With Washington Nationals pitchers and catchers scheduled to report Feb. 19, less than a month remains before actual baseball revs up again. The Nationals’ roster is still defined by the enormous question of whether or not they will sign Prince Fielder. (And on that front, there’s “no news” at the moment, one Nationals official said.)
The acquisition of Fielder, though, would be more of a luxury than an immediate need; the Nationals, of course, have two capable first basemen for this season in Adam LaRoche and Michael Morse. As their offseason winds down, what do the Nationals need?
Aside from a resolution to the Fielder question, the Nationals are probably finished for the offseason except perhaps bringing in a few more minor league free agents to compete in spring training. Manager Davey Johnson said late last week he feels comfortable with the roster as is.
Johnson knows the questions he’ll want to sort out once spring training begins in less than a month. In the rotation, the addition of Gio Gonzalez left Johnson with an extra starter and a difficult decision: whether to send Ross Detwiler or John Lannan to the bullpen.
“With adding Gio, I have six starters, basically,” Johnson said. “One’s got to go to the ’pen. That’s one of my big concerns: who I’m going to have in the ’pen.”
Because of Chien-Ming Wang’s injury history, Stephen Strasburg’s innings limit and the attrition every rotation faces, the Nationals likely won’t trade either Lannan or Detwiler. Their sixth starter likely will play a key role this season, and both Lannan and Detwiler are qualified to begin the year in the rotation.
Detwiler has no options remaining, which precludes him from starting the year in Syracuse. Lannan, meantime, will make at least $5 million in arbitration. It’s hard to imagine the Nationals starting a pitcher with Lannan’s track record and a $5 million salary in the bullpen.
That sixth starter creates a quandary in the bullpen, too. Johnson liked what Craig Stammen gave the Nationals at the end of last season. Before the Gonzalez trade, Johnson saw Stammen as a right-handed long reliever to go with Tom Gorzelanny, his presumed left-handed long reliever.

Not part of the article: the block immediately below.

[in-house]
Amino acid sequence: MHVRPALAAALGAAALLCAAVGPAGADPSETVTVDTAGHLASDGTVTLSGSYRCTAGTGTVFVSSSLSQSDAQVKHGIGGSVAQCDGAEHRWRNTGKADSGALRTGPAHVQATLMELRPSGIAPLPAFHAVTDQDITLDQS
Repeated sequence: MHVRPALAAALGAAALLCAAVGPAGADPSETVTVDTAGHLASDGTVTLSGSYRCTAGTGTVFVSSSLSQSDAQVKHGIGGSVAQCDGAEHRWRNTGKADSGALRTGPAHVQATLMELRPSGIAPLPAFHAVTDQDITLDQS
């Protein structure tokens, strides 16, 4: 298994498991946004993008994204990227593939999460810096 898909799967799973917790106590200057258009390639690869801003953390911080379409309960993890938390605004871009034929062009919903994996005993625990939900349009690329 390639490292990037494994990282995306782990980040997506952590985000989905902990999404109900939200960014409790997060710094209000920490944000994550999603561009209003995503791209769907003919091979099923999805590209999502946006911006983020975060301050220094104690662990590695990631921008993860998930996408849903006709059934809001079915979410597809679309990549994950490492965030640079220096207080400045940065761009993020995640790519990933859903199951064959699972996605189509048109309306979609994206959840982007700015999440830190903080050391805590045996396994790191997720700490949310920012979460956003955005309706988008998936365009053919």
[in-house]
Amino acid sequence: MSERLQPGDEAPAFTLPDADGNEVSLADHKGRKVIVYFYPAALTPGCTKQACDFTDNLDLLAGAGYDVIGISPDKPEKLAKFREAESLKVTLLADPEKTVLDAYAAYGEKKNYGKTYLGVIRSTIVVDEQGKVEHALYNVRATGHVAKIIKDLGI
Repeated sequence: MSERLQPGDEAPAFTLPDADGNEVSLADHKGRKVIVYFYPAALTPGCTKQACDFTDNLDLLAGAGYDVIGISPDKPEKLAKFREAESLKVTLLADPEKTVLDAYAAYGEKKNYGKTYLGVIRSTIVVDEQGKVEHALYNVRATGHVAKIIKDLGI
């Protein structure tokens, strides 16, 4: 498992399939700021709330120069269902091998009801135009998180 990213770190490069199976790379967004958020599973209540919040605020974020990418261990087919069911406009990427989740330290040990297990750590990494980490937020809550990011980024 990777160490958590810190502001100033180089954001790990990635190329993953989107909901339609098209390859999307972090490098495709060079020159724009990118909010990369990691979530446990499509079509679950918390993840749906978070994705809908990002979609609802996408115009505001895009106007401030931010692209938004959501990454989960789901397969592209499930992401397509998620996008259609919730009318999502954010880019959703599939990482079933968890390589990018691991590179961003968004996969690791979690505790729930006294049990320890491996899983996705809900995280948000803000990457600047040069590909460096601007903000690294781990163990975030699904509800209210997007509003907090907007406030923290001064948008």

Now, though, Johnson will probably have a bullpen with Gorzelanny and another left-handed long man, either Detwiler or Lannan.
“Ideally, I’d like to have a little more flexibility — long right and long left,” Johnson said. “And I liked what I had out of Stammen.”
For the bench, the Nationals likely will turn to their non-roster invitees in spring training. First baseman/outfielder Mark DeRosa and catcher Jesus Flores seem to be locks on the bench. The complexion of the rest of the bench could hinge on whether Bryce Harper starts in the minors or the majors.
Roger Bernadina figures to earn a bench job, but he could become a starter if Harper begins the season at Class AAA. Steve Lombardozzi, a September call-up last year, “has the inside track” on the reserve middle infield role, Johnson said. Mike Cameron, whom the Nationals signed to a minor league deal, also has a good chance to make the bench, Johnson.
The 25th man coming out of spring training, if Harper starts at Syracuse, likely will come out of the Nationals’ non-roster invitees: There are infielders Andres Blanco, Jarrett Hoffpauir and Chad Tracy, who’s a corner infield guy as opposed to a utility infielder. In the outfield, other than Cameron, there are Brett Carroll, Jason Michaels, Xavier Paul and Corey Brown, who played last year at Class AAA Syracuse and had his September call-up cut short by an infection.
The bench seems a little thin, and if the Nationals make one non-Fielder addition, it’ll probably be a bat to augment their reserves. But from where he sits, Johnson does not see many questions to answer before opening day. That’s a far cry from cattle calls of seasons past, which Johnson considers a signal of the Nationals’ progress.
“If you really look at it, there’s only two or three spots that are going to be highly competitive,” Johnson said. “When you get in that situation, you should be able to contend, inching your way into the first-division category. If we play the way I think we’re capable of playing, you could ask anybody in the league. They’d say, ‘You can’t take them for granted.’ ”